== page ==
Nothing Succeeds Like Succession

This has been a rough week for the U.S. President. As questions pile up, I checked in on the line of succession. I cast no political aspersions. Instead, I just follow the rule of law, and check bios on government sites and in Wikipedia.

If the current president remains in office for his full term, then there is no presidential succession.

If, somehow, Vice President Mike Pence was involved with the misadventures that caused the current president to leave office early, what happens next?

Every schoolchild seems to know that The Speaker of the House would become President of the United States. Certainly, this fact adds spice to Nancy Pelosi’s current effort to fill that role. At 70 years old, Mr. Trump wins the prize as the nation’s oldest man to take office. If there is a President Pelosi, two notable notes would accompany her way to the Oval Office. First, she would be the first non-male human to become President of the United States, notable because the U.S. would remain among the few rich nations that has never elected a female leader. Second, she would be 79 years old (by March 2019), taking the oldest incoming President from the the man currently in office. She would also become our second Catholic president (you’ll recall that John Kennedy was the first).

And here’s where we stump the school children. If, for some reason, Pelosi is unable to serve, who’s next? Here’s a quiz:

  • Secretary of State
  • Secretary of Defense
  • Secretary of the Treasury
  • Somebody else
  • We hold a new election

The answer is Orrin Hatch (“somebody else”). He would win award for oldest incoming President. At 85 years old (his birthday is in March, and I assume none of this would happen before that time), our Senate president pro tempore is the next in line for the Oval. Presumably, the title is unfamiliar to just about everybody, so I checked senate.org for a definition. “The Constitution provides for a president pro tempore to preside over the Senate in the absence of the vice president. Except for the years from 1886 to 1947, the president pro tempore has been included in the presidential line of succession.” Orrin Hatch is the longest serving Republican Senator in the history of our nation. He would be our first Mormon President (not sure anybody cares about the religion of the President these days).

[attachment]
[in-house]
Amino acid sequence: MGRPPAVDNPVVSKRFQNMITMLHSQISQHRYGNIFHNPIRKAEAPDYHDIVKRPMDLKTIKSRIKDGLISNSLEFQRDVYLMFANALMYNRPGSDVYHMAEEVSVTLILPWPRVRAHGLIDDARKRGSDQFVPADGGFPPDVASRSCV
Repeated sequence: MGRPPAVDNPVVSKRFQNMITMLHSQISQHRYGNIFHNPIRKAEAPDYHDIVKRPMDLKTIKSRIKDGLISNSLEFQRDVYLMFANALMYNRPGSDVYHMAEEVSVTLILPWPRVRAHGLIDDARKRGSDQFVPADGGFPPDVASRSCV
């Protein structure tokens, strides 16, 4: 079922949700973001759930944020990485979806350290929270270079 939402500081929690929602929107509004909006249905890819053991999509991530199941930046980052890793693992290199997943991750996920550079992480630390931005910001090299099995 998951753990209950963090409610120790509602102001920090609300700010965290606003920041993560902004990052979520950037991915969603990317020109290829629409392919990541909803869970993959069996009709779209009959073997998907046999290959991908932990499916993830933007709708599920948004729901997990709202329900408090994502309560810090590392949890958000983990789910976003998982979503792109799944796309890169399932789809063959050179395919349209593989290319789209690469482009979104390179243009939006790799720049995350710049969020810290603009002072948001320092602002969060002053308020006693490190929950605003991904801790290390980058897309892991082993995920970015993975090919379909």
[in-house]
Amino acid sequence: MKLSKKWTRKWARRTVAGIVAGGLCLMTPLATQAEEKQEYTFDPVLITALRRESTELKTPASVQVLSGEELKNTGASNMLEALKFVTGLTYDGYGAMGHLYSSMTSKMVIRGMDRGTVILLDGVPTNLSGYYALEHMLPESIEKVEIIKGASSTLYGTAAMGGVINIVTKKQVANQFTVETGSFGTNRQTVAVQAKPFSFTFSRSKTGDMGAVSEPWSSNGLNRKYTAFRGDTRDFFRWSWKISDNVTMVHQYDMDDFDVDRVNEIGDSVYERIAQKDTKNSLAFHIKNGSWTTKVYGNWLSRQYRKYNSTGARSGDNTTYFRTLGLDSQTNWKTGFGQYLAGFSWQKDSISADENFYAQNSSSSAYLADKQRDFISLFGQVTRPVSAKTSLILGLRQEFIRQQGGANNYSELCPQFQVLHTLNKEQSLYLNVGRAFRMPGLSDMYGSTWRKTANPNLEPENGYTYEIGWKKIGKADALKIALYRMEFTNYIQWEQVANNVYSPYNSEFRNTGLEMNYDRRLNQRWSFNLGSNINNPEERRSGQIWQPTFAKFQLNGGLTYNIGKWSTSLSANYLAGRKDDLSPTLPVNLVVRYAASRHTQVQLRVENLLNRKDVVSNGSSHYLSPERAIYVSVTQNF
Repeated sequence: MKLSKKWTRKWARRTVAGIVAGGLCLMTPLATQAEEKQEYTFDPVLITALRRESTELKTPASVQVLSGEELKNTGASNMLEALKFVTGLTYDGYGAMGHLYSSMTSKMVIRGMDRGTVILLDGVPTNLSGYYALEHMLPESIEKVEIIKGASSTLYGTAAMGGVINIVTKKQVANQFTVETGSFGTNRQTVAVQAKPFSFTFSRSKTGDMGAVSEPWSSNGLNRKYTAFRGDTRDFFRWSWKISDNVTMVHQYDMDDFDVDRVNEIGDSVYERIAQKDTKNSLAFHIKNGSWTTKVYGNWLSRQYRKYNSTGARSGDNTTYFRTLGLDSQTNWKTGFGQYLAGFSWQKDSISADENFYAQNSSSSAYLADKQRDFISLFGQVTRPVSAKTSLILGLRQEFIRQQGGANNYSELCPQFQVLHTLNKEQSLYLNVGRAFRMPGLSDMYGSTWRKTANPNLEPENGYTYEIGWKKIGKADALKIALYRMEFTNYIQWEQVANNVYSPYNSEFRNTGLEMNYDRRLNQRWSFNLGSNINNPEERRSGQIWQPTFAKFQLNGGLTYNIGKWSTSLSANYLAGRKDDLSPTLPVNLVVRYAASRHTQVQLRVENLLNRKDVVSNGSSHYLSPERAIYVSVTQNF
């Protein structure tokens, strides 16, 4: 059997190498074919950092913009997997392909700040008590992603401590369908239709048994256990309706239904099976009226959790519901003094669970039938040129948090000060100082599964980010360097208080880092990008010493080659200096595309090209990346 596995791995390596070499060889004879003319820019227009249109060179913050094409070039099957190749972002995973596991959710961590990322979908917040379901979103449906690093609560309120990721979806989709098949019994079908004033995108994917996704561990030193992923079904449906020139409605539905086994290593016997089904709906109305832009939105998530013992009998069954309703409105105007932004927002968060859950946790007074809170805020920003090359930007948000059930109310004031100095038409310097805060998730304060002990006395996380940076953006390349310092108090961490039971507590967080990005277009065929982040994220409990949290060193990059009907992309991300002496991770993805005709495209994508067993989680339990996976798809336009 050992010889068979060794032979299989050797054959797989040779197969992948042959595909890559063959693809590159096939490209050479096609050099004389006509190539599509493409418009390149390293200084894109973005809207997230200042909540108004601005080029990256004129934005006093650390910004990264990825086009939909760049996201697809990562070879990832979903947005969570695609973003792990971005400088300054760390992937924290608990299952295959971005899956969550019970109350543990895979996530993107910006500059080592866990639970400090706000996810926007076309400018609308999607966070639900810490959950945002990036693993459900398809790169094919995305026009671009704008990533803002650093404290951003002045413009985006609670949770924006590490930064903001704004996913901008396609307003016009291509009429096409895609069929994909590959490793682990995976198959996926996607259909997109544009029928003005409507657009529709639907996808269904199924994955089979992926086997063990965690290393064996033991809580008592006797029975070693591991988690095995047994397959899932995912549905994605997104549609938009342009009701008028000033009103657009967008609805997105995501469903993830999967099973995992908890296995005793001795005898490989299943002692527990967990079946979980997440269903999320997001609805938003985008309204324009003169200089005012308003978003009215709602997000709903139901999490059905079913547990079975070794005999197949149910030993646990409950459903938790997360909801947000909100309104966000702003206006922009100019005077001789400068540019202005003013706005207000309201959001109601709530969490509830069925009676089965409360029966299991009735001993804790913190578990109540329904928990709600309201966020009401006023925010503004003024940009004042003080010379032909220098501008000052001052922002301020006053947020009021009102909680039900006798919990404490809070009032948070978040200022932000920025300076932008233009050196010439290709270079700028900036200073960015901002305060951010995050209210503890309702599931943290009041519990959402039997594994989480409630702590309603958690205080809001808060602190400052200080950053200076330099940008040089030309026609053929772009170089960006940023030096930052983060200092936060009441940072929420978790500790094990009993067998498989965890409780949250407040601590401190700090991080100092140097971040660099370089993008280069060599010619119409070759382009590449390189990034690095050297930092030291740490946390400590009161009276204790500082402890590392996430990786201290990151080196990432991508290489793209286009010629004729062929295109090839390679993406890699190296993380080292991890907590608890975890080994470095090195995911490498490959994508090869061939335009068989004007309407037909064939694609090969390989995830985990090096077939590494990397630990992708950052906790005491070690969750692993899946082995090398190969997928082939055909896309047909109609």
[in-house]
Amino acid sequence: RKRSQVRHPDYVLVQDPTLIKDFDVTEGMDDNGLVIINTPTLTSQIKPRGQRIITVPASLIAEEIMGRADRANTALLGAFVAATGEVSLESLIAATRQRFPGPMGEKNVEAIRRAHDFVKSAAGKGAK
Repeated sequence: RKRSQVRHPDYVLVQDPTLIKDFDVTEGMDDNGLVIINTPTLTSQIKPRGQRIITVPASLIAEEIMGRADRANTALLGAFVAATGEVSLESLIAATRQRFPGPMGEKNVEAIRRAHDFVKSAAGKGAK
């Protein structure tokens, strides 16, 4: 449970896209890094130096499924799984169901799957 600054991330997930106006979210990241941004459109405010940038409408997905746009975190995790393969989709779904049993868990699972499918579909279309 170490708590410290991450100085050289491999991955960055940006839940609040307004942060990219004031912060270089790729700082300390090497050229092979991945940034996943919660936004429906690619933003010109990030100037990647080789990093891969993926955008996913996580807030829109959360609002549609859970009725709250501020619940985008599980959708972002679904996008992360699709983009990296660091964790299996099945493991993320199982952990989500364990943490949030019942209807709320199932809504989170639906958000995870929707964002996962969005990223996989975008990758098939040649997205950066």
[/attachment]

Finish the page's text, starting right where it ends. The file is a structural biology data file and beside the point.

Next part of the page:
Next up would be Secretary of State, then Secretary of the Treasury, then Secretary of Defense (and then, Attorney General). Although it is theoretically possible that Pence may have been compromised if the Trump campaign was compromised, it’s likely that either of our 80+ year old legislators would serve out the term. Still, they are older than anyone who has served in that office before.

Secretary of State Mike Pompeo is only 54 years old, consistent with past presidents’ age on their start date, and also on religion (he’s Presbyterian, the presidents’ second most common religion). He is a former congressman and a former CIA Director.

Secretary of the Treasury Stephen Mnuchin is 55 years old, and he would be the nation’s first Jewish president. He’s a finance guy with a lot of motion picture producer credits on his resume, including The LEGO Movie, American Sniper, Mad Max: Fury Road, Wonder Woman, Sully, and about two dozen more.

Next in line would the Attorney General, but I haven’t done the research to figure out what might happen if the line of succession landed on the Acting Attorney General. I’m guessing that nobody knows that answer, but the quick and easy solution would be to drop down one more slot on the list to Secretary of the Interior, who is, of course, Ryan Zinke. He’s a former Navy Seal and a former congressman. That’s him fishing on the top of our succession report.

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